Thursday, February 28, 2008

How to find an illustrator - or 400 words to love

For those of you who write or read children's picture books - I think we can all agree that the word PICTURE is pivotal in that statement. Creating or finding good art can make or break a book. Good picture books have nice pictures and a good story. Great picture books have wonderful pictures and a good story. Phenomenal picture books form a synergistic whole from which you can't think of one without the other.

As a fledgling writer, I like to think I have written a good story. I have had it cleaned up by a copy editor. The concept, while not unique is fresh again and will hopefully be embraced by many parents. In the end, it is less than 400 words. That is 400 words that have my blood, sweat and tears in them. A good illustrator can take this and bring it to life.

So how does one go about finding an illustrator?

For me, I searched several on-line portfolios. There are many of these available. Some popular ones are Portfolios.com, Picture book, the I-spot and Children's Illustrator. I looked through these. I bookmarked my favorites, ones that I thought could do justice to the project. Many of them have personal blogs. I lurked looked at some of those to get a feel for the artists. Some of the ones that I liked had agents as their contacts. I figured that they were out of my league, as there was one more person to pay. I did contact one agent and the pricing range she gave me almost made me stop right there. But I persisted. I also queried another great lady with many, many, many books. She politely implied that her schedule was booked for the next 6-9 months and that she was sure I didn't want to wait that long. What a polite way to say no to my ridiculously low offer.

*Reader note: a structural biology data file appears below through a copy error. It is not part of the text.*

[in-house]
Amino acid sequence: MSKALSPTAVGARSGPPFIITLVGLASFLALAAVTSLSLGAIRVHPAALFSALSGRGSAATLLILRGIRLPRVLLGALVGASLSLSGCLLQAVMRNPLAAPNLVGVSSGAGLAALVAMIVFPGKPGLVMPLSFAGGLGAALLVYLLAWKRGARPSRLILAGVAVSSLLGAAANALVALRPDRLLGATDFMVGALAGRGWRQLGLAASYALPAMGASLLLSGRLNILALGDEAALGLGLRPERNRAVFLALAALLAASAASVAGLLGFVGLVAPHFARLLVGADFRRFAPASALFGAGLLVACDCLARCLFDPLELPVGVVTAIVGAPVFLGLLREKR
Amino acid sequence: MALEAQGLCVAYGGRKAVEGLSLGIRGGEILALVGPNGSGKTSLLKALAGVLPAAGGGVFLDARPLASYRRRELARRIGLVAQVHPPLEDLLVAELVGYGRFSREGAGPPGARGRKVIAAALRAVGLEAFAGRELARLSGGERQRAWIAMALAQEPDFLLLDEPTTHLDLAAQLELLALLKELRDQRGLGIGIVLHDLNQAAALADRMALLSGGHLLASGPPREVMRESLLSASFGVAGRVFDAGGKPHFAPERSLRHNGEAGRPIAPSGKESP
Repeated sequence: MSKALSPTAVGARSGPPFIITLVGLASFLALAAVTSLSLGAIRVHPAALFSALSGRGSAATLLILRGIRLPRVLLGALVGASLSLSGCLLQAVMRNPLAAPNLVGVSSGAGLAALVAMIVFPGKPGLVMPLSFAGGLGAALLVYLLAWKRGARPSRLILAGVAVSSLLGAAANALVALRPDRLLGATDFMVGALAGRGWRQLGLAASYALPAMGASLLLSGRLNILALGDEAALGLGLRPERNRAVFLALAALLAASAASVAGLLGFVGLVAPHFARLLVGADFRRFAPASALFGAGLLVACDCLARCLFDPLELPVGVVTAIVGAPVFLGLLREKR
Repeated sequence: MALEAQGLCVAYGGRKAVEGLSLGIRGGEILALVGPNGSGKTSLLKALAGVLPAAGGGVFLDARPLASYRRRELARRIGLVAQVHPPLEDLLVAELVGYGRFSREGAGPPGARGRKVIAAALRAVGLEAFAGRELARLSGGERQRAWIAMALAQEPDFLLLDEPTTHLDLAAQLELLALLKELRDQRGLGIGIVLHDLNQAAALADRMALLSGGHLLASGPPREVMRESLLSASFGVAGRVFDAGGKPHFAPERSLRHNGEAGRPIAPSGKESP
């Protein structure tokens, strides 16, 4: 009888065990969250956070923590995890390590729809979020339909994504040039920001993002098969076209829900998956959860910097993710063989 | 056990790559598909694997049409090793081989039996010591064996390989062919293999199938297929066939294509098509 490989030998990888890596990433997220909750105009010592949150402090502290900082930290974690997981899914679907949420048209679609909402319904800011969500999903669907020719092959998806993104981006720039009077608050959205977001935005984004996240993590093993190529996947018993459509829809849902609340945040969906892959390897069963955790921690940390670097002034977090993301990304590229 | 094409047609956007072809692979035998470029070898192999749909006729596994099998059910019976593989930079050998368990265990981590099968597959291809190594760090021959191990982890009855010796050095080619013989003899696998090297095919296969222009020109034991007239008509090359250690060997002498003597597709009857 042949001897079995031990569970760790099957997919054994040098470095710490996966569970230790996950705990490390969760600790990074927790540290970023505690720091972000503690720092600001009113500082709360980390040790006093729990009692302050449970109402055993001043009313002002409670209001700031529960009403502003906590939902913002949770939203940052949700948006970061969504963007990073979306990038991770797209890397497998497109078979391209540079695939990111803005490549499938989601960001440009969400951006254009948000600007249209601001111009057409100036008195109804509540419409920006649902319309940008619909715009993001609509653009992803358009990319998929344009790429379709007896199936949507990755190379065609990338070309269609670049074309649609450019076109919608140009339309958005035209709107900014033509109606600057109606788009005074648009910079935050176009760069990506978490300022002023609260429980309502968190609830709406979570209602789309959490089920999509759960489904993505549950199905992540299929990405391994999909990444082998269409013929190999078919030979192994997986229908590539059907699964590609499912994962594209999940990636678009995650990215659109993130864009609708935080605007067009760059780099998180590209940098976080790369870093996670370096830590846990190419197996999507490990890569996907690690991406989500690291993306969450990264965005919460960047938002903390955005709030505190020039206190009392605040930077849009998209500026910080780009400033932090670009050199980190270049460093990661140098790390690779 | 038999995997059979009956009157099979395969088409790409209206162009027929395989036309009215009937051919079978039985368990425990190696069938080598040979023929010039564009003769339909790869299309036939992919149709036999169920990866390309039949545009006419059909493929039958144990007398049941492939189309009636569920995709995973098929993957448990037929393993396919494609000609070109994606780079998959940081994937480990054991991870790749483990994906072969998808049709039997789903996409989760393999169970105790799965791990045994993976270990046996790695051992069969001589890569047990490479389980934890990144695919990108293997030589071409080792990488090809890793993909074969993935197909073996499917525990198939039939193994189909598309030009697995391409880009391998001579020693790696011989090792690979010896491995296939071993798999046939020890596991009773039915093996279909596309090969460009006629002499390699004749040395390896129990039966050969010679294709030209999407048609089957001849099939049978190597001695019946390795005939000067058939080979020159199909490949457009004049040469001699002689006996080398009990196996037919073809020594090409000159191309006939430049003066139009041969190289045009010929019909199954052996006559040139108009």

Then I found him. I found my artist at Portfolios, but he has his own website as well. He had a little experience (one book out that was done with his University). He had a background in graphic design, probably that would be helpful. He was fairly new, so maybe I could get a deal.

I contacted Mike via email with some sketchy details, a very low offer that made me comfortable. He responded with some interest. I showed him the project. He liked it. He countered. I countered. We signed a contract. He started work.

That is how I found my illustrator. Good luck if you are looking as well.

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